Be Careful with ‘Alternative’ Therapies
Due to adverse reports about modern allopathic medicines, many people are moving towards alternative therapies and healing techniques. But have you ever wondered how effective these are? The point to be noted is that almost everyone wants to make money by exploiting the fears of others. This is a sad but a bitter truth.
 
In their attempt to find a solution to their problems, people start believing in alternative therapies without bothering to verify their effectiveness. They forget that they may not be moving towards healing or getting cured, at all. People who get swayed by all the positive feedback and heaps of praise on social media about a service are often gullible. 
 
Let me narrate my own encounter with alternative therapy when I was struggling for months trying to correct a ruptured heel (it is a condition called plantar fasciitis). An ayurvedic centre in Pune, that follows a Kerala-style ayurvedic treatment, sent me on a wild goose chase for close to 65 days. The doctor's charges were nominal (Rs100 for consultation) but what is the point if the medication prescribed is useless? I spent close to Rs3,000 on different types of oils, painkillers and a...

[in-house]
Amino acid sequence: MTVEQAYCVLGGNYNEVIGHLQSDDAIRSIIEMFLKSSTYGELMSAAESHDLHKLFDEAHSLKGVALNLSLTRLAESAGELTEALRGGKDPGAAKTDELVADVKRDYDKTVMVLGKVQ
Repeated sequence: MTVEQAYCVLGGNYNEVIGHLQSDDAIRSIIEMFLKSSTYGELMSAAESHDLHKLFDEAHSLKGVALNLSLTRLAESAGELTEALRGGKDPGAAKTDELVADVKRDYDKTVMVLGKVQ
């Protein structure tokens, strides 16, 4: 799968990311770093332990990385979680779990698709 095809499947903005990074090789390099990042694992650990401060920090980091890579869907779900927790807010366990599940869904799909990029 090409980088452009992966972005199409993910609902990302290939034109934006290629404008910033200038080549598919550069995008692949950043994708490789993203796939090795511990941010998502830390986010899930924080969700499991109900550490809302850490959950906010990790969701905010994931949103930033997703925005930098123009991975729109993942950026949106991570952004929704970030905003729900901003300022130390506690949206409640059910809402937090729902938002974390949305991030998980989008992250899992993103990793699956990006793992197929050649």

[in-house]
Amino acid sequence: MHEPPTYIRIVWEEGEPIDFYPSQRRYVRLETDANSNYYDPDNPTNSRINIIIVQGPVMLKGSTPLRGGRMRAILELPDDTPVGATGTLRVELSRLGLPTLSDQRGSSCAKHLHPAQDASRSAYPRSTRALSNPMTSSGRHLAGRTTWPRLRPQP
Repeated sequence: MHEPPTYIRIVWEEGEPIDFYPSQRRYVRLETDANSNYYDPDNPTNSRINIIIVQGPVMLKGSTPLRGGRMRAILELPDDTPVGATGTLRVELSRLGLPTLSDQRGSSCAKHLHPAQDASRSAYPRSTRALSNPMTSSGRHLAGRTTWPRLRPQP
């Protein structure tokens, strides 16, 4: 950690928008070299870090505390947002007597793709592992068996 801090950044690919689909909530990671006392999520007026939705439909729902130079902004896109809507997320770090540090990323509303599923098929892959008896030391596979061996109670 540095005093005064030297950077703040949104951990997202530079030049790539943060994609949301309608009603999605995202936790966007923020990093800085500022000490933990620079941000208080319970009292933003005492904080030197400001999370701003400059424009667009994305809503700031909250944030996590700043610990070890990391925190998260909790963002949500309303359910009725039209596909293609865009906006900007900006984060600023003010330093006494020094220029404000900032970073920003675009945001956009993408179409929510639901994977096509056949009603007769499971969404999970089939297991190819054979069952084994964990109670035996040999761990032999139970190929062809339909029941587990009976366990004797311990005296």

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COMMENTS

Hemant Gedam

4 weeks ago

Hi
Good article.
I am also suffering from plantar fasciitis since many years and have consulted many doctors without any improvement.
Is it possible to provide additional details of the treatment which has relieved your heel pain?
Thanks
Hemant

REPLY

Girija Santhanam

In Reply to Hemant Gedam 3 weeks ago

Hello Hemant, Plantar Fascilitis is a painful condition however you can do regular cold pack/ hot pack before sleep. Gels are available in medical shops; you can refrigerate this pack and tie it on the heel area; then you can sit and watch TV serials; after 20 minutes, tie this cold pack on the other heel area; Do this regularly; Check for Vitamin D (D3), Serum calcium, Vitamin B12 deficiency; these are actually blood tests and any pathological center will do this; Then your general physician may prescribe supplements; I am still taking Vitamin D supplement every week; One advise is that don't over exert yourself while walking; I switched over to wearing soft shoes that are priced upwards of Rs 3000/-; while walking, do not rush. If you are a diabetic then do minimum walking that is needed; if you are not, then avoid strenuous exercises for a few days; Keep telling yourself that you are getting better and better every day; a good physio therapist may treat for heat treatment called IFT. You should remember that plantar fascitis is painful because of the inflammation of the nerves from the heel to the toes;